Austin’s 2018 budget discussions are crawling to a close this week, and City Council members are looking for more cash.
Council Member Leslie Pool began the week’s talks Monday with a request for the city to revisit its economic development payments to the Domain — revitalizing a debate that’s been ongoing for at least a decade.
It wasn’t clear whether the suggestion had any support to move forward, and the council didn’t immediately return to it after an executive session to discuss legal matters behind closed doors. The council is expected to adopt the budget sometime this week. The fiscal year begins Oct. 1.
Austin in 2003 approved a $37 million tax break over 20 years for the Domain in exchange for the development creating jobs and affordable housing. Some buyers’ remorse settled in after that, and a push to revoke the Domain’s incentive package became a ballot proposal in 2008, but voters rejected it.
The city’s agreement with the Domain, which is in Pool’s North Austin District 7, includes a stipulation that any payments are subject to agreement from future councils. But Mayor Steve Adler and Council Member Jimmy Flannigan pushed back strongly against the city backing out of its end of the economic incentive agreement, saying it would be a terrible precedent to set. Austin needs to live up to its deals, they said.
“Every time, as a city, we talk about going back on a previous agreement, the next agreement becomes more expensive,” Flannigan said. “Every time we send a signal to the community that we’re not going to hold ourselves to agreements we make, the next negotiation becomes more expensive.”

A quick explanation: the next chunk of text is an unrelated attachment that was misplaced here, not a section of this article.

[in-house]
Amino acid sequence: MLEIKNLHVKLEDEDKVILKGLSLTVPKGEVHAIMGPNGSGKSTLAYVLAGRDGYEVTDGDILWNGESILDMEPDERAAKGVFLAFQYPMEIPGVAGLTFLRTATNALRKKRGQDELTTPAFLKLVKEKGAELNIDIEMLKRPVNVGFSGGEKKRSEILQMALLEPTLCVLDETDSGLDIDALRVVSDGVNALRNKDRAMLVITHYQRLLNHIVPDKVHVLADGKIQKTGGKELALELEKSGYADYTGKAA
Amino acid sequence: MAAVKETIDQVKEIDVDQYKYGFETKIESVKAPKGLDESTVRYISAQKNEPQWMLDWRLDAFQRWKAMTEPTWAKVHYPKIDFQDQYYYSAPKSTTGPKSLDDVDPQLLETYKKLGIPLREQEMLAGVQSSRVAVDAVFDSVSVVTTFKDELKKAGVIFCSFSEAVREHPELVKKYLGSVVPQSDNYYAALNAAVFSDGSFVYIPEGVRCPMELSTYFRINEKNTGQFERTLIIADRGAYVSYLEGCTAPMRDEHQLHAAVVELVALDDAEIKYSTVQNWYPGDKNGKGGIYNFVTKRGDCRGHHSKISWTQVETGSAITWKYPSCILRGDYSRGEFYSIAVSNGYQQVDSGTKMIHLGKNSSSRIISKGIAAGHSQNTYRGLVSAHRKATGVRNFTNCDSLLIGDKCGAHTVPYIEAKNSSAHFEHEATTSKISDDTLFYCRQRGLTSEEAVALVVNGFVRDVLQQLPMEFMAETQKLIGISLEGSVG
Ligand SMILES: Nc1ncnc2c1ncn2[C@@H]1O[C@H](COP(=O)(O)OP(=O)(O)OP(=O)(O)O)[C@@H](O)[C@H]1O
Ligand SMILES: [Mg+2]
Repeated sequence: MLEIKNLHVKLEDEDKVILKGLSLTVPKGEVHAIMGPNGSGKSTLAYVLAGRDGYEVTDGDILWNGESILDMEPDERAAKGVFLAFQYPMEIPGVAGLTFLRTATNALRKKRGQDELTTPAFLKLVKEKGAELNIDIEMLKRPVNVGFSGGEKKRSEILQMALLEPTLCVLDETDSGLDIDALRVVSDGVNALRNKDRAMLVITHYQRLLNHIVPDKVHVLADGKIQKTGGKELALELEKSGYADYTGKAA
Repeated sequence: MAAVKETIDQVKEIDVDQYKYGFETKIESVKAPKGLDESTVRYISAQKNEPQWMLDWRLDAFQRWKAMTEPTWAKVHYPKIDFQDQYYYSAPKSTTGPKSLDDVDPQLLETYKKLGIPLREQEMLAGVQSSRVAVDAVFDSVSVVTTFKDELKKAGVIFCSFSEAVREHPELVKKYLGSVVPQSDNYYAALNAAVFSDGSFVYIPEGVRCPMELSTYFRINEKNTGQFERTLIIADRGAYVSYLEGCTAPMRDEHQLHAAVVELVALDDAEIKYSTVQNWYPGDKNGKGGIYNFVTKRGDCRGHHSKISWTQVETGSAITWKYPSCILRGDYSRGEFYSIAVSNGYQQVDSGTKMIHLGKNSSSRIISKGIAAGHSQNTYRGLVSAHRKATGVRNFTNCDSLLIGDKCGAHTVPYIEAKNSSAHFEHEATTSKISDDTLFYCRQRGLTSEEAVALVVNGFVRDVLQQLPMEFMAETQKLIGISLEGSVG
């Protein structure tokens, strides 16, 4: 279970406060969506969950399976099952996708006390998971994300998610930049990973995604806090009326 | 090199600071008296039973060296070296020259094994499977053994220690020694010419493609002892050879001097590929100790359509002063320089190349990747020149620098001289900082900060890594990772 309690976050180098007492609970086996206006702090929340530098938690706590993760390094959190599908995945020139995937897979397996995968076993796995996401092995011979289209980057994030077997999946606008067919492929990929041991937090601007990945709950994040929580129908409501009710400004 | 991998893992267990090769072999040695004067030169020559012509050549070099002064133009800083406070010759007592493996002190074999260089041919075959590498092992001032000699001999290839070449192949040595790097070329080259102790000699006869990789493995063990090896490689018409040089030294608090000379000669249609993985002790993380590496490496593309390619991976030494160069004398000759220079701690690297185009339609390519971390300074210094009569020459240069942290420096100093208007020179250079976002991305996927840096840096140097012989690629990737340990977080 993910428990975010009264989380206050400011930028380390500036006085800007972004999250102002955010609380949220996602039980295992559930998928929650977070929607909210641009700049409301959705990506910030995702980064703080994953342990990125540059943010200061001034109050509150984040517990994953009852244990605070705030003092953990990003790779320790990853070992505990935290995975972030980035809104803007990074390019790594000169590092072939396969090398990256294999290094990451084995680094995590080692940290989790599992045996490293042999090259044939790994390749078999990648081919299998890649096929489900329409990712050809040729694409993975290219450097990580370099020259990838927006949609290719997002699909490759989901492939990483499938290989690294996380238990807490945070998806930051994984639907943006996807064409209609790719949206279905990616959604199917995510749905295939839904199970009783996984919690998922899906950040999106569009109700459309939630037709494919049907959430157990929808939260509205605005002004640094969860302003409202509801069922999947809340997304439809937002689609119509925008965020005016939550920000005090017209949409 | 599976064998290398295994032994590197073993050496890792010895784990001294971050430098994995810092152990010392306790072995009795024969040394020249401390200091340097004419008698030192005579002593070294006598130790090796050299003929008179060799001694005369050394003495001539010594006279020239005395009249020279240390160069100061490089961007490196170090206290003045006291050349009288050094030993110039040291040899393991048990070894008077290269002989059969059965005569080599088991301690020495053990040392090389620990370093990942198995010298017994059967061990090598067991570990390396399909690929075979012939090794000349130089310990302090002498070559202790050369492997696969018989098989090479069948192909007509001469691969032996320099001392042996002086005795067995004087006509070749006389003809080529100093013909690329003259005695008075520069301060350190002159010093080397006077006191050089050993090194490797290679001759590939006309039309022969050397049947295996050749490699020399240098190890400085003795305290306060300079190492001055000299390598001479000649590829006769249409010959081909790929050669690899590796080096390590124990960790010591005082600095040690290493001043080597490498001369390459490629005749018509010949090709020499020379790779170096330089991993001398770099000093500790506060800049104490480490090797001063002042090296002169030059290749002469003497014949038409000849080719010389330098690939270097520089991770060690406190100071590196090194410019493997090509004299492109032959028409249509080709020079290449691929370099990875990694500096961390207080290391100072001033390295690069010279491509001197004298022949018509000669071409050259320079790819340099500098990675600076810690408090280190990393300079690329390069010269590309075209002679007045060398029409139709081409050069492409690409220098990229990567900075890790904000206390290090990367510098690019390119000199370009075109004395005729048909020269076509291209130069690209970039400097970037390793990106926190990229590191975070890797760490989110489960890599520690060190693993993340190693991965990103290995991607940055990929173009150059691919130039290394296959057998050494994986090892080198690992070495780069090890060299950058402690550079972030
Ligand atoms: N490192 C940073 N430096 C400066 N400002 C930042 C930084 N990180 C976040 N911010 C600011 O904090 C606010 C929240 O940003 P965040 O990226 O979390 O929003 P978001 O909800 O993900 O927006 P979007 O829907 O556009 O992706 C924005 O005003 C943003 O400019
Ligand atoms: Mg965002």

Moreover, he added, voters already settled the debate over the Domain.
“We simultaneously acknowledged that ‘You know, we don’t really like this Domain agreement,’ and we changed our city policies,” Flannigan said. “But the community said, in no uncertain terms, we should be keeping to the agreements we make.”
The debate over tax incentives to businesses comes as officials have said the city will make a push for Amazon.com’s secondary headquarters. Pool and some other council members had campaigned against such business incentives.
With a proposed budget that includes various cost increases that are already committed — from staff raises to new expenditures such as police body cameras and operation of a new Central Library — the staff’s proposed $1 billion general fund leaves only a thin $5 million buffer for council-driven expenditures.
Some additions have drawn support from multiple council members, including more funding for homeless services, funding for social services at schools, salaries to continue employing 12 police officers hired on a one-year basis in 2016 and legal services for immigrants.
Some council members have expressed frustration with the budget overall and want more funding for health and social programs.
“I don’t think we’re where we need to be in regards to health and human services,” Council Member Ann Kitchen said Monday.